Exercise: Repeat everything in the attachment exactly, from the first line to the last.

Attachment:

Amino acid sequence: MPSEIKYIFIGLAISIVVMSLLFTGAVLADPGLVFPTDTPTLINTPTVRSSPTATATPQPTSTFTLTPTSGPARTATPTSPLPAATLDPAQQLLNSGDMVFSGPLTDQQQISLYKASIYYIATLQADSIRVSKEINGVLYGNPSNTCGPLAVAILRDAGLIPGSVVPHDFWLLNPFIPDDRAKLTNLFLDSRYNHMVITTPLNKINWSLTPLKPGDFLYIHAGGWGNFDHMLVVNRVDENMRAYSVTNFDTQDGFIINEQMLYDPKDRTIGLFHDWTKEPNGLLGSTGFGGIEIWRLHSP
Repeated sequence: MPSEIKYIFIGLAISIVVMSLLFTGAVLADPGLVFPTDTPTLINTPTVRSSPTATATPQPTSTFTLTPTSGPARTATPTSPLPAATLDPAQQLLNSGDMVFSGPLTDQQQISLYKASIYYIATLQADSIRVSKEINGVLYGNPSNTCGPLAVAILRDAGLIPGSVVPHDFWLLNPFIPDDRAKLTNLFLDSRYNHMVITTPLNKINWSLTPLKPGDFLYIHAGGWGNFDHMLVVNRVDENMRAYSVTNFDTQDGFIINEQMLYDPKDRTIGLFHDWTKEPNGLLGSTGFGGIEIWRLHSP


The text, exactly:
Amino acid sequence: MPSEIKYIFIGLAISIVVMSLLFTGAVLADPGLVFPTDTPTLINTPTVRSSPTATATPQPTSTFTLTPTSGPARTATPTSPLPAATLDPAQQLLNSGDMVFSGPLTDQQQISLYKASIYYIATLQADSIRVSKEINGVLYGNPSNTCGPLAVAILRDAGLIPGSVVPHDFWLLNPFIPDDRAKLTNLFLDSRYNHMVITTPLNKINWSLTPLKPGDFLYIHAGGWGNFDHMLVVNRVDENMRAYSVTNFDTQDGFIINEQMLYDPKDRTIGLFHDWTKEPNGLLGSTGFGGIEIWRLHSP
Repeated sequence: MPSEIKYIFIGLAISIVVMSLLFTGAVLADPGLVFPTDTPTLINTPTVRSSPTATATPQPTSTFTLTPTSGPARTATPTSPLPAATLDPAQQLLNSGDMVFSGPLTDQQQISLYKASIYYIATLQADSIRVSKEINGVLYGNPSNTCGPLAVAILRDAGLIPGSVVPHDFWLLNPFIPDDRAKLTNLFLDSRYNHMVITTPLNKINWSLTPLKPGDFLYIHAGGWGNFDHMLVVNRVDENMRAYSVTNFDTQDGFIINEQMLYDPKDRTIGLFHDWTKEPNGLLGSTGFGGIEIWRLHSP